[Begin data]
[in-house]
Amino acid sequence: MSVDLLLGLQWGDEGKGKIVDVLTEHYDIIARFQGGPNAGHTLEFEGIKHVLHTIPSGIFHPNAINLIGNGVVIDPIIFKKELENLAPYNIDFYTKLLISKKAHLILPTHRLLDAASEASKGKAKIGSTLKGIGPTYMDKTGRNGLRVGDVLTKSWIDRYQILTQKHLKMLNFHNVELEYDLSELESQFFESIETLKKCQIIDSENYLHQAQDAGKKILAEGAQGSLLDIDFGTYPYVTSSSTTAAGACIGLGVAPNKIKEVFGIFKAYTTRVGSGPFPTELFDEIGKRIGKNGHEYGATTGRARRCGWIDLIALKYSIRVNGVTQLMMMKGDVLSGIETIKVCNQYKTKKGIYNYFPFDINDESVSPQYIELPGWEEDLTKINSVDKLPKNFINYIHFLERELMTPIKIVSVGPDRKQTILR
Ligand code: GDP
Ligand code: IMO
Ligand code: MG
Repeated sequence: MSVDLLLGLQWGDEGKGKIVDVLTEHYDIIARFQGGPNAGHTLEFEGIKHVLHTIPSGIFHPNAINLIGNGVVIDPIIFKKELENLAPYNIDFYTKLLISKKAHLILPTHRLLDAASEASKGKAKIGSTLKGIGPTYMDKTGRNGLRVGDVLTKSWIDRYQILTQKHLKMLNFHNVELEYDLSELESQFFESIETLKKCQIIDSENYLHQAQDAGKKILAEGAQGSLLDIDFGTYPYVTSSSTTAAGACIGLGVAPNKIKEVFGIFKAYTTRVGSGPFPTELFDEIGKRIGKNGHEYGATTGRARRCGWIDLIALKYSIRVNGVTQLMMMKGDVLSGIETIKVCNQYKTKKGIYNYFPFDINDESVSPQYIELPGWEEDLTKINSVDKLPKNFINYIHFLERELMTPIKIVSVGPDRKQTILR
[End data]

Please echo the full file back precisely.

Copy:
[in-house]
Amino acid sequence: MSVDLLLGLQWGDEGKGKIVDVLTEHYDIIARFQGGPNAGHTLEFEGIKHVLHTIPSGIFHPNAINLIGNGVVIDPIIFKKELENLAPYNIDFYTKLLISKKAHLILPTHRLLDAASEASKGKAKIGSTLKGIGPTYMDKTGRNGLRVGDVLTKSWIDRYQILTQKHLKMLNFHNVELEYDLSELESQFFESIETLKKCQIIDSENYLHQAQDAGKKILAEGAQGSLLDIDFGTYPYVTSSSTTAAGACIGLGVAPNKIKEVFGIFKAYTTRVGSGPFPTELFDEIGKRIGKNGHEYGATTGRARRCGWIDLIALKYSIRVNGVTQLMMMKGDVLSGIETIKVCNQYKTKKGIYNYFPFDINDESVSPQYIELPGWEEDLTKINSVDKLPKNFINYIHFLERELMTPIKIVSVGPDRKQTILR
Ligand code: GDP
Ligand code: IMO
Ligand code: MG
Repeated sequence: MSVDLLLGLQWGDEGKGKIVDVLTEHYDIIARFQGGPNAGHTLEFEGIKHVLHTIPSGIFHPNAINLIGNGVVIDPIIFKKELENLAPYNIDFYTKLLISKKAHLILPTHRLLDAASEASKGKAKIGSTLKGIGPTYMDKTGRNGLRVGDVLTKSWIDRYQILTQKHLKMLNFHNVELEYDLSELESQFFESIETLKKCQIIDSENYLHQAQDAGKKILAEGAQGSLLDIDFGTYPYVTSSSTTAAGACIGLGVAPNKIKEVFGIFKAYTTRVGSGPFPTELFDEIGKRIGKNGHEYGATTGRARRCGWIDLIALKYSIRVNGVTQLMMMKGDVLSGIETIKVCNQYKTKKGIYNYFPFDINDESVSPQYIELPGWEEDLTKINSVDKLPKNFINYIHFLERELMTPIKIVSVGPDRKQTILR